Why Stop Using Others’ iPhone Cables

Published:

1 June 2021 01:06 GMT

Developed by inventor Mike Grover and a copy of the original Apple Cable released in 2019, expert Jack Toffman warns of the dangers of the Lightning O.MG device, which has the ability to geolocate and record keystrokes.

Cyber ​​security expert Jack Toffman Explained In an article published last Saturday on Forbes why you should Stop using other people’s iPhone or iPod cables.

Replica of the original cable, the expert warned about the danger of lightning O.MG device Apple Developed by inventor Mike Grover and released in 2019, it features a separate WiFi access point, payload storage, geolocation and tracking capabilities. Enter the keystrokes, In other functions. These cables can be controlled by the browser: the attacker can enter the cable access point directly or the cable can be connected to a network to find its own way to any device.

As Grover described in an interview with Forbes, his device is not designed to attack iPhones, but connects Macs and other computers to charge or sync them. Initially, the cables were hand-built by the inventor and are very easy to distinguish from the original. “At the time I wanted to see if I could do it – produce something small enough,” he said, adding that he did not plan to give his devices to hackers, but instead This is considered a warning.

But then the design was refined and the cables became perfect copies. Currently – after being replaced by the original USB-A USB-C update – various models of iPod Pro and Android ‘smartphones’ are also at risk.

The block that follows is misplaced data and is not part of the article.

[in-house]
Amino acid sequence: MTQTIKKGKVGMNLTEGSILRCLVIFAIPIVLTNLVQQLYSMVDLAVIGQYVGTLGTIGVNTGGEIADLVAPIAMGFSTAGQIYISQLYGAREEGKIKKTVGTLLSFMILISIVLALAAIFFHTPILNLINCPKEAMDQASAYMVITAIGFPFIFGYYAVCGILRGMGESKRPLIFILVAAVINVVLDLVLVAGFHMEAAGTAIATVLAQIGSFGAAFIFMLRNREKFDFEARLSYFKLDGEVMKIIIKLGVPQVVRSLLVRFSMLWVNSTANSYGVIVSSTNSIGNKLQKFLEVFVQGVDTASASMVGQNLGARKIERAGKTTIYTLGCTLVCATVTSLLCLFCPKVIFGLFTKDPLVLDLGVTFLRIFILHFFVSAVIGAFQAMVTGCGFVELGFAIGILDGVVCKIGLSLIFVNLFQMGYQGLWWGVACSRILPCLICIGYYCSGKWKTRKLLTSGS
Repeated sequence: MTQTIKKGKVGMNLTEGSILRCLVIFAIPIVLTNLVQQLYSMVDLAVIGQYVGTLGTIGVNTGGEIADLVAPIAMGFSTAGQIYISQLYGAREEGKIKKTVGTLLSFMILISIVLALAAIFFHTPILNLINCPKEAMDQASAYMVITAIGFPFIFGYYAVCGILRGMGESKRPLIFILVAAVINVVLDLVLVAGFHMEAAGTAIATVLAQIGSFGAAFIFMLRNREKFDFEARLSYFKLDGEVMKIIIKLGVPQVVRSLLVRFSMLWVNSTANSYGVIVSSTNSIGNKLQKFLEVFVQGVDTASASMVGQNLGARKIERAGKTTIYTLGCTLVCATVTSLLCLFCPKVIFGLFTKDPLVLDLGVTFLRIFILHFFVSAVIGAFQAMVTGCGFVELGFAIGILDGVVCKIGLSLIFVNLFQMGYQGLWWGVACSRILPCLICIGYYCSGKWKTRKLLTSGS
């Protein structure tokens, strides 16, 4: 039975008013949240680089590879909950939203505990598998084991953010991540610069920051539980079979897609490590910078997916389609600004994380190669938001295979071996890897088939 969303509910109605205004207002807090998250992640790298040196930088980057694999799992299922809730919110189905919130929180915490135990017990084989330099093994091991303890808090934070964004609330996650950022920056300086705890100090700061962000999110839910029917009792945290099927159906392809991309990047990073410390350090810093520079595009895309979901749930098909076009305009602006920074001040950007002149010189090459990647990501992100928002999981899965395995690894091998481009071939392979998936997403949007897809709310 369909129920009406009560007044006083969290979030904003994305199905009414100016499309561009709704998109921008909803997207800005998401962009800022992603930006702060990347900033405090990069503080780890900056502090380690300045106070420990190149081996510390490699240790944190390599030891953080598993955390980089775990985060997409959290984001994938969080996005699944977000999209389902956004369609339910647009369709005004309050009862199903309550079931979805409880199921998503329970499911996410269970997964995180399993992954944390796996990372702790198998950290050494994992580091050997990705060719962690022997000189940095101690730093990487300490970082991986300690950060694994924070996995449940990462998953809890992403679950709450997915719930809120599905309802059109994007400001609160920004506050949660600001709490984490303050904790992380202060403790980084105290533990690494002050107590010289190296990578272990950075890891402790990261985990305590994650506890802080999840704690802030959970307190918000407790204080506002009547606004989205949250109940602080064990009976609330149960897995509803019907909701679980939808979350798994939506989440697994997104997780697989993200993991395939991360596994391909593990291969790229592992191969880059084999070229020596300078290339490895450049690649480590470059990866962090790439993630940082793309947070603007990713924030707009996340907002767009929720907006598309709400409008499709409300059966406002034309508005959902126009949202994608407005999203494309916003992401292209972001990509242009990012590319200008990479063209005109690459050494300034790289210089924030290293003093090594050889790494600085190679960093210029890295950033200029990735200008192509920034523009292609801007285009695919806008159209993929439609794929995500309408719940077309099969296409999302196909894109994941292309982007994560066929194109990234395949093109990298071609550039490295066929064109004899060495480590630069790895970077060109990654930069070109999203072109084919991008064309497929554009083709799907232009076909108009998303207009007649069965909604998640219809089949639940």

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In addition, experts point out that payload storage opens up possibilities Direct attacks by ‘malware’– Self-destruct when cables are on target and cause self-destruction when their location changes. They explained that there is an attack cycle, which allows users to capture pressures and then introduce their own. It helps to collect information when a device is used by a user and to attack it when it is not.

However, Grover insisted that his cable was not really that dangerous because it “deliberately prevented his devices from charging or syncing phones” in “mobile attack mode” Has limited ability to use it without knowing the target“, And they are designed for demonstration and training only.

In addition, Experts They advised not to connect the unlocked ‘smartphone’ to any USB outlet and to use its own charger if the device needs to be recharged in a public place. “USB cables are designed for data, remember,” they added.

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Misty Tate

"Freelance twitter advocate. Hardcore food nerd. Avid writer. Infuriatingly humble problem solver."

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